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March 24, 2013, 09:58:33 PM
 #86

You know, if you want to argue that the financial system should be completely off limits to law enforcement and "follow the money" should be abandoned, definitely feel free to do that. Heck, maybe I'll be there arguing that along side you. Although it may not seem like it, I too appreciate the simplicity that comes with that approach.

The problem is, it's going to be a really tough argument to make, because law enforcement will have lots of examples of real cases where the technique worked. They will say, what about this case, or that case. How will we do our jobs if this tool is taken away from us?

The people listening to that debate will ultimately be politicians, who are trying to decide what to do with Bitcoin. They'll want to do whatever is most likely to get them re-elected. You know, they're faced with this system, how do they respond to it? So what happens if you can't manage to convince people (the voters) that "follow the money" is a fundamental infringement on peoples freedoms?

Well, you can propose a compromise solution in which "follow the money" is still possible, but designed such that it doesn't allow global surveillance or abuses of power by governments. Politicians are often open to such compromise solutions. Look at the DMCA. It balanced the needs of the content and tech industries via the safe harbor provisions: the whole thing is a giant compromise. So there is precedent for it.


By the way, I don't work on Google Wallet.

The fundamental problem with combating crime is the definition of crime.

Who gets to decide what is a crime and who gets to decide who is guilty of it. If you're proposal is opt in and just some layer on top of bitcoin that people may opt in and thereby agree, CONTRACTUALLY with 100% explicit consent, to be governed by certain rules about what crime is and by certain people who get to decide whether they are guilt of it or not, then I'm perfectly fine with your proposal.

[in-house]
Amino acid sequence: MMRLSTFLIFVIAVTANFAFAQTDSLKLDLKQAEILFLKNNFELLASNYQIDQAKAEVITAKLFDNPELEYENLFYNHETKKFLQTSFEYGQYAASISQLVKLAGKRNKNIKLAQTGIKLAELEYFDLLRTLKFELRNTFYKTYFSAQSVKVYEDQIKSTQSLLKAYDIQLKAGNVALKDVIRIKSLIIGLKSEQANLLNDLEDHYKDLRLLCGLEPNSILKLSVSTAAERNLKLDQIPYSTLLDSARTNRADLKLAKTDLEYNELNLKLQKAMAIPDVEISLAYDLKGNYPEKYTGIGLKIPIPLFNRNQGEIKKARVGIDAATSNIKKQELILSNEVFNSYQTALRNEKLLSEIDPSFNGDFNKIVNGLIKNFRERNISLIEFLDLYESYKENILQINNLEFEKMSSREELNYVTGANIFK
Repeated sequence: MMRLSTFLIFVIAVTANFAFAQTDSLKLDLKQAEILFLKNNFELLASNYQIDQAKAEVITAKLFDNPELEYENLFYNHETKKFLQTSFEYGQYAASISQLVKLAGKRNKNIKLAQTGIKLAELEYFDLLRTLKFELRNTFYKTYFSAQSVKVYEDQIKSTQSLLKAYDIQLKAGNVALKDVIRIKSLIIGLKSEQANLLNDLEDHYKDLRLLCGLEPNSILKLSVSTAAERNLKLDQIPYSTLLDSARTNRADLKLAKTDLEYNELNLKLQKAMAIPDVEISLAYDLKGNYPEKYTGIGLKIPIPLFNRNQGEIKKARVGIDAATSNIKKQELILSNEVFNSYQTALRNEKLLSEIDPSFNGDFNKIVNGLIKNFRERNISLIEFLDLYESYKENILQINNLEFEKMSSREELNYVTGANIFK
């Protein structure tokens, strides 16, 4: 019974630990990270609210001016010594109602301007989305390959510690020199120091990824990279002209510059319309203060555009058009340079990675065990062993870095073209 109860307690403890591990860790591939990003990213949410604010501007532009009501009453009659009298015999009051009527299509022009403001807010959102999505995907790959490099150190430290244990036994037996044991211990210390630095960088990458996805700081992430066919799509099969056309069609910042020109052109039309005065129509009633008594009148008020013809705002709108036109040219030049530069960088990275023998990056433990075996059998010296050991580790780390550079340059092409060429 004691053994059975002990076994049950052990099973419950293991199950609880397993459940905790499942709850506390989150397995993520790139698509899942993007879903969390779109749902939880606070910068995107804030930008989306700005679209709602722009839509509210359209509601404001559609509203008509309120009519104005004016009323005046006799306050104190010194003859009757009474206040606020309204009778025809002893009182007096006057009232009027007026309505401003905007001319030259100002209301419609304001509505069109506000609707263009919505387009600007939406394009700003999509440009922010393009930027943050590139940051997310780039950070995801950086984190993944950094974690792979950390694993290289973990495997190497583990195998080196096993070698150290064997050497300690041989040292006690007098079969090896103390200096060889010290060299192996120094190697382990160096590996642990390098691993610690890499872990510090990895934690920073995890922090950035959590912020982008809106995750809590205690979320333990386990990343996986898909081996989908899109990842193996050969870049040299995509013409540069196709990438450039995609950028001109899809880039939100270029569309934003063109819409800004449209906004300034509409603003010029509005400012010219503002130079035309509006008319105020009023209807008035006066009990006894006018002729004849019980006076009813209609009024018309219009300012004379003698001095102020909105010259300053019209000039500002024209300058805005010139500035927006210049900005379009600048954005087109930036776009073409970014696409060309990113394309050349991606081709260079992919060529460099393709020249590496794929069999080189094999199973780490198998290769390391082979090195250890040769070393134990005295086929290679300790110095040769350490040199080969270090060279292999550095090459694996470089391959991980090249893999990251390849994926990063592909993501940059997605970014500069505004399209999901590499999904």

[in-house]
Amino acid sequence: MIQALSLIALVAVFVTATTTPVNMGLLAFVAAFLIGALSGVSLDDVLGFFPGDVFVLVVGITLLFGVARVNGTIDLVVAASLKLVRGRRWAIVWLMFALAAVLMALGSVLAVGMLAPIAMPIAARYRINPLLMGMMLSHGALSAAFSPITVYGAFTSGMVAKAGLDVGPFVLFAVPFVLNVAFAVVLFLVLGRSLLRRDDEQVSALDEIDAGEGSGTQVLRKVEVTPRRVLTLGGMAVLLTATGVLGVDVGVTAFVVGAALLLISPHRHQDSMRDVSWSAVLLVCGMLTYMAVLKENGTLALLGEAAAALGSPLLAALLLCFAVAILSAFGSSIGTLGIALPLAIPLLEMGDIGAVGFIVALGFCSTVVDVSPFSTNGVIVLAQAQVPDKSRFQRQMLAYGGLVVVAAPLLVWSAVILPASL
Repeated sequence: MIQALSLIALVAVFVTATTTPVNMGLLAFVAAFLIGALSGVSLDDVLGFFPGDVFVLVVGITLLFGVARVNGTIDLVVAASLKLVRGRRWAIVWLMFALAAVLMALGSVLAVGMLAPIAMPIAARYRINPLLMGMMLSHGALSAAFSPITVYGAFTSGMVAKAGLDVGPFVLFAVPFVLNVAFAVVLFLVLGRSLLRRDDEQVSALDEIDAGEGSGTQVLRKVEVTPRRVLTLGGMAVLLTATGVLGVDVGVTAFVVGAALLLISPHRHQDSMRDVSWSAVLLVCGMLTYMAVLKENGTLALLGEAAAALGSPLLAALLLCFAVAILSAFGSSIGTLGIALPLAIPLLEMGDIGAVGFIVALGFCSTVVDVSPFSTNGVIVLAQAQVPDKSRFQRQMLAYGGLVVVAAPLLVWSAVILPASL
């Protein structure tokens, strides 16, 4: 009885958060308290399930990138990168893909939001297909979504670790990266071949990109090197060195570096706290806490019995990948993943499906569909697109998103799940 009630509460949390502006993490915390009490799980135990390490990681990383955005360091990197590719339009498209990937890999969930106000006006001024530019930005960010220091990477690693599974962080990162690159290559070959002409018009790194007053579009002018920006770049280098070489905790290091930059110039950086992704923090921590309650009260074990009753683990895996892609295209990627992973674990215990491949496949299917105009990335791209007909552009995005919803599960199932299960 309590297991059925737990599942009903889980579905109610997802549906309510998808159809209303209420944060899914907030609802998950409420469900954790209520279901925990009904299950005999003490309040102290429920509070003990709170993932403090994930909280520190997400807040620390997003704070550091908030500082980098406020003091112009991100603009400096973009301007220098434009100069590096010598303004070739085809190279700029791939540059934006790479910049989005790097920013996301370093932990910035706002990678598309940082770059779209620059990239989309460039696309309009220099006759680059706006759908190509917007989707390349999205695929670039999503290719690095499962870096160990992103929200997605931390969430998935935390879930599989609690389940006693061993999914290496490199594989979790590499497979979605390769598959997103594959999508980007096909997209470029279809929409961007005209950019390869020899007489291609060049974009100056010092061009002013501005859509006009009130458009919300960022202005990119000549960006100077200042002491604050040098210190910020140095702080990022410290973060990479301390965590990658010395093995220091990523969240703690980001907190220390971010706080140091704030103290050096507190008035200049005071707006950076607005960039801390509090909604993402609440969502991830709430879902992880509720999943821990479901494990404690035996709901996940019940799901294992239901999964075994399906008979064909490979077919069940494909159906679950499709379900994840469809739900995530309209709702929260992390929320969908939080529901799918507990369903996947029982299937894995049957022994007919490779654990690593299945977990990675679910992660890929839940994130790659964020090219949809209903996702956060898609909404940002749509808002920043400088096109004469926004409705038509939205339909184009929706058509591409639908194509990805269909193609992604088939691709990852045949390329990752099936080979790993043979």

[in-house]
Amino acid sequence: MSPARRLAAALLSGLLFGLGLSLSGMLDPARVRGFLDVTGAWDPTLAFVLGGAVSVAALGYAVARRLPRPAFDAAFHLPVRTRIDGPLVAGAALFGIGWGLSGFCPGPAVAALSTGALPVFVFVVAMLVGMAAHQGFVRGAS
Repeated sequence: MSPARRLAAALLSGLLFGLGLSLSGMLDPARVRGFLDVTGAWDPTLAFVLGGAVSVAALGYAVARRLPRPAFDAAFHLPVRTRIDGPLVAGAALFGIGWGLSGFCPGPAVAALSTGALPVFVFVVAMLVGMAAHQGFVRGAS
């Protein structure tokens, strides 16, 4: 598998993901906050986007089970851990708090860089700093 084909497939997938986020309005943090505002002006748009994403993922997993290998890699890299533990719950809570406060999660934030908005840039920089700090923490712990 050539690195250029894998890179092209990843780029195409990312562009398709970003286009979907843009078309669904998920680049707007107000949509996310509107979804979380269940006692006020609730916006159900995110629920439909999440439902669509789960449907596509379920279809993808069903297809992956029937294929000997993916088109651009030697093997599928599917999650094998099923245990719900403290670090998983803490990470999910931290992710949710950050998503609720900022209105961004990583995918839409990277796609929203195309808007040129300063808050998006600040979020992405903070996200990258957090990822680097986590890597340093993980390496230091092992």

But correct me if I'm wrong, I just assumed you wanted this to be mandatory for all Bitcoin users, right? I would never ever agree to that. Ever. No matter how many children would need to die, I would not.

My personality type: INTJ - please forgive my weaknesses (Not naturally in tune with others feelings; may be insensitive at times, tend to respond to conflict with logic and reason, tend to believe I'm always right)

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March 24, 2013, 10:00:42 PM
 #87

The fundamental problem with combating crime is the definition of crime.

Who gets to decide what is a crime and who gets to decide who is guilty of it. If you're proposal is opt in and just some layer on top of bitcoin that people may opt in and thereby agree, CONTRACTUALLY with 100% explicit consent, to be governed by certain rules about what crime is and by certain people who get to decide whether they are guilt of it or not, then I'm perfectly fine with your proposal.

But correct me if I'm wrong, I just assumed you wanted this to be mandatory for all Bitcoin users, right? I would never ever agree to that. Ever. No matter how many children would need to die, I would not.

lol, are you being sarcastic? Almost everything in this comment is addressed in his original post. In fact, it's described very explicitly as a voluntary system.

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Mike Hearn
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March 24, 2013, 10:01:48 PM
 #88

hazek, please read the first post in this thread all the way through. It has an entire section on the definition of crime. And it should be clear that it's an optional layer on top. Actually I thought you would quite like it, it's a rather libertarian way to handle (the proceeds of) crime as the whole thing is more or less market based and government is not a special player.
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March 24, 2013, 10:03:29 PM
 #89

Destroying (i.e. supplanting) a relatively freely-trading thing with a system that makes those things less free and depletes their intrinsic worth?